• The interpromotional tag match was next, and saw Rosie and Jamal get the win over Billy and Chuck.  It was surprising to me that neither Eric Bischoff nor Stephanie McMahon came to ringside for this one, leaving only Rico (in the corner of Rosie and Jamal) to perform ringside shenanigans.  Left to deliver a straight-up wrestling match, these four didn't exactly blow anyone away.  The crowd was geared up for the post-match stipulations, however, so this also didn't come anywhere near dying.  They went back and forth, and in the end, Rosie hit the elevate-catch-and-grab Samoan Drop for the pinfall win over Billy.  The crowd popped pretty big, but one must assume that it was more for the prospect of Hot Lesbian Action than for any other reason.
  • The first of two world title matches followed, as Triple H managed to defeat Rob Van Dam for the RAW brand's version of the title.  I feel I was kinda vindicated, as there were some mixed reactions to RVD like I predicted, although they were mostly limited to early on.  As the match wore on, fans fell into the normal pattern of popping pretty loudly for Van Dam's trademark spots.  After Van Dam utilized a headlock takedown to control the early stages of the match, HHH came back and was able to take the offensive for a while.  It all built up to a ref bump, after which both Van Dam and HHH got the chance to land big moves that would likely have resulted in pinfalls if the ref had been conscious.  And then, out came Ric Flair,  he grabbed the sledgehammer that HHH had introduced after the ref bump, and seemed intent on blasting HHH (who again had some negative words for Flair during a backstage promo earlier in the show).  Then, Flair turned and hit RVD in the mid-section with the sledge.  Flair hid the hammer and revived the ref while HHH delivered a Pedigree on RVD.  After the three count, HHH seemed unsure of how to react to Flair's actions, but he eventually decided to celebrate with the now-heel Nature Boy.  Another screwy ending, but again, it's one that, if it existed in a vacuum, would have to be deemed an intriguing surprise.  I know I'm curious to see which of the myriad possibilities they explore when Flair explains himself tomorrow on RAW.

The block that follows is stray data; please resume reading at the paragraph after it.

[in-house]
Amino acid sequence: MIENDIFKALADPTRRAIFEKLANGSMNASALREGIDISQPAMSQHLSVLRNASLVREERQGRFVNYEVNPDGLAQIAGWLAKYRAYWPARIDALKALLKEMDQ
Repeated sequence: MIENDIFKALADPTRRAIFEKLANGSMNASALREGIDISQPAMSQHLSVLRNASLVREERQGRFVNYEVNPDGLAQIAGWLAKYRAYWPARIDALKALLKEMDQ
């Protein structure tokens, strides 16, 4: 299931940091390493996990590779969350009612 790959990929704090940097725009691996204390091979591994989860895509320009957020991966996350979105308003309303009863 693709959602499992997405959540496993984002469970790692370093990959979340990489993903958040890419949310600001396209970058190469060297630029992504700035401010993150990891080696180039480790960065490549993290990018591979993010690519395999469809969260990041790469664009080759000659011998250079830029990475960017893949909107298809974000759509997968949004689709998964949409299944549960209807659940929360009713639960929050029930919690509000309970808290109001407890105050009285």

• In a match with no discernable premise, Trish Stratus beat Molly Holly to win the women's title.  The two women certainly put forth a game effort, but there was little heat from the crowd for what wound up being a half-way decent wrestling match.  Trish won with the Stratusfaction bulldog.  Nothing offensive here, but it certainly felt kinda pointless (although I guess it does set the stage for Jazz's comeback in another month or so).
  • Chris Benoit defeated Kurt Angle in a tremendous, unique style of a match.  What I feared would be a dead crowd due to the fact that both guys are heels wound up being a crowd that didn't seem to be really backing either one of the wrestlers, but who were clearly and obviously into the match and cheering for the moves.  Early chain wrestling gave way to some brawling, and eventually we entered the suplex portion of the match.  A "Holy Shit" chant was heard after a Benoit overhead suplex that saw Angle do a full flip to land on his stomach.  And then the closing segment of the match was incredible, with some of the most complex (but seemingly plausible) series of reversals of the Crippler Crossface and anklelock that you could imagine (at times, both men even had their finishes locked in at the same time!).  After a couple different series of moves, Benoit wound up reversing his way into a pinning combination, and used his feet on the ropes to get the three count.  A really cheap way to end what was a tremendous match; I understand the storytelling value of such a thing, but after the previous cheap finishes, this was now starting to be a bit of an annoyance.